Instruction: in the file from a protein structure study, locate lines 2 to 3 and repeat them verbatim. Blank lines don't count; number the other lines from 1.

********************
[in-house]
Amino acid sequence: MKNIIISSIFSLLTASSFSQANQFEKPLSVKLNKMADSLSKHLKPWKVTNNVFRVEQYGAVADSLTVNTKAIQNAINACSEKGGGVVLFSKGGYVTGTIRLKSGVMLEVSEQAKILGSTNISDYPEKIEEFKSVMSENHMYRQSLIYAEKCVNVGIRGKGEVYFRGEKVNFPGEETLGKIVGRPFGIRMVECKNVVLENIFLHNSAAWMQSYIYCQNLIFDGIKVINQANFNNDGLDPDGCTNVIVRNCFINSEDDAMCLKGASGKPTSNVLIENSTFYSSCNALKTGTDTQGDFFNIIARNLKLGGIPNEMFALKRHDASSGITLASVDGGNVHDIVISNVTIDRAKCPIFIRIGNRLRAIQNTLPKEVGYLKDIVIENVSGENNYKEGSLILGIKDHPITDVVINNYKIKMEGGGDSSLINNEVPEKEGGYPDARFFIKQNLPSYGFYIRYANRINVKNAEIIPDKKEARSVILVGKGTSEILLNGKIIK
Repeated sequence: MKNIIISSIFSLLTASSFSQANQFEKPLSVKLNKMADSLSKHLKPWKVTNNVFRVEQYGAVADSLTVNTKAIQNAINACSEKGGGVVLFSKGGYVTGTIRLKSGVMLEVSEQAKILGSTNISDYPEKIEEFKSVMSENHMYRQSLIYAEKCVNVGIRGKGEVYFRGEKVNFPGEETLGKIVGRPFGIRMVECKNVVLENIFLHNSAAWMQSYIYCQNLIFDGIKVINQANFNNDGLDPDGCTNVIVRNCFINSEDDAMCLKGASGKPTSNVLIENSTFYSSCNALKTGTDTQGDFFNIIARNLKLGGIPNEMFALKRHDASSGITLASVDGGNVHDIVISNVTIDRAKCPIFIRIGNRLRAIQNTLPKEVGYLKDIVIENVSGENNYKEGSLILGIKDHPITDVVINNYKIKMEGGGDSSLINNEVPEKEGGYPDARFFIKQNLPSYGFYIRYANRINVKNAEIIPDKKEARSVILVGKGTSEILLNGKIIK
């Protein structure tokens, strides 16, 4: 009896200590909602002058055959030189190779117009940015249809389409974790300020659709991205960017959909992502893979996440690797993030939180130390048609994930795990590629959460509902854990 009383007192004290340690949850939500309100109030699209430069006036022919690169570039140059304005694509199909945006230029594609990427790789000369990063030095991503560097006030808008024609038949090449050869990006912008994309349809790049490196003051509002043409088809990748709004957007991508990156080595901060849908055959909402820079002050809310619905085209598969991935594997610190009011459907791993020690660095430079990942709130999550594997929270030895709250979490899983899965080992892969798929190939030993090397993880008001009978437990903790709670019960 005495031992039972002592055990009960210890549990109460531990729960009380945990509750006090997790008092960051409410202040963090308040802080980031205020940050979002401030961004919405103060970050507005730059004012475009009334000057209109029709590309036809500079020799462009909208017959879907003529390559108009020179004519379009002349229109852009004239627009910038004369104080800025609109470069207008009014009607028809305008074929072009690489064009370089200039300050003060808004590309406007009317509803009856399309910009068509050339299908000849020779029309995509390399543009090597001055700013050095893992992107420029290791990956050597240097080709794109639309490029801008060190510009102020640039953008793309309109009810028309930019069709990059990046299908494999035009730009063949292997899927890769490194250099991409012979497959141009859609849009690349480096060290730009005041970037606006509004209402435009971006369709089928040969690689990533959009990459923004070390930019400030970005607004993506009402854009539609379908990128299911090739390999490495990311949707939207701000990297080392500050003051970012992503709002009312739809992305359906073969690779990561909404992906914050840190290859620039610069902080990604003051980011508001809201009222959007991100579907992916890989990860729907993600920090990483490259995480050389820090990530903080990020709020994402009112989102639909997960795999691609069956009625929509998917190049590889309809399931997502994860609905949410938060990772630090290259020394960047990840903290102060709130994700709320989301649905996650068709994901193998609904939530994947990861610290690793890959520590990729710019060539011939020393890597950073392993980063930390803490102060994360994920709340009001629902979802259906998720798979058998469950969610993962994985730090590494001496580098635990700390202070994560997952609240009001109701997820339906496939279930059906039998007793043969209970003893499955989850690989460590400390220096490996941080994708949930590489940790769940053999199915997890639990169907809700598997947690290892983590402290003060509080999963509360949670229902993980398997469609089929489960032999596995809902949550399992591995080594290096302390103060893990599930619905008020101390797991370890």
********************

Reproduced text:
Amino acid sequence: MKNIIISSIFSLLTASSFSQANQFEKPLSVKLNKMADSLSKHLKPWKVTNNVFRVEQYGAVADSLTVNTKAIQNAINACSEKGGGVVLFSKGGYVTGTIRLKSGVMLEVSEQAKILGSTNISDYPEKIEEFKSVMSENHMYRQSLIYAEKCVNVGIRGKGEVYFRGEKVNFPGEETLGKIVGRPFGIRMVECKNVVLENIFLHNSAAWMQSYIYCQNLIFDGIKVINQANFNNDGLDPDGCTNVIVRNCFINSEDDAMCLKGASGKPTSNVLIENSTFYSSCNALKTGTDTQGDFFNIIARNLKLGGIPNEMFALKRHDASSGITLASVDGGNVHDIVISNVTIDRAKCPIFIRIGNRLRAIQNTLPKEVGYLKDIVIENVSGENNYKEGSLILGIKDHPITDVVINNYKIKMEGGGDSSLINNEVPEKEGGYPDARFFIKQNLPSYGFYIRYANRINVKNAEIIPDKKEARSVILVGKGTSEILLNGKIIK
Repeated sequence: MKNIIISSIFSLLTASSFSQANQFEKPLSVKLNKMADSLSKHLKPWKVTNNVFRVEQYGAVADSLTVNTKAIQNAINACSEKGGGVVLFSKGGYVTGTIRLKSGVMLEVSEQAKILGSTNISDYPEKIEEFKSVMSENHMYRQSLIYAEKCVNVGIRGKGEVYFRGEKVNFPGEETLGKIVGRPFGIRMVECKNVVLENIFLHNSAAWMQSYIYCQNLIFDGIKVINQANFNNDGLDPDGCTNVIVRNCFINSEDDAMCLKGASGKPTSNVLIENSTFYSSCNALKTGTDTQGDFFNIIARNLKLGGIPNEMFALKRHDASSGITLASVDGGNVHDIVISNVTIDRAKCPIFIRIGNRLRAIQNTLPKEVGYLKDIVIENVSGENNYKEGSLILGIKDHPITDVVINNYKIKMEGGGDSSLINNEVPEKEGGYPDARFFIKQNLPSYGFYIRYANRINVKNAEIIPDKKEARSVILVGKGTSEILLNGKIIK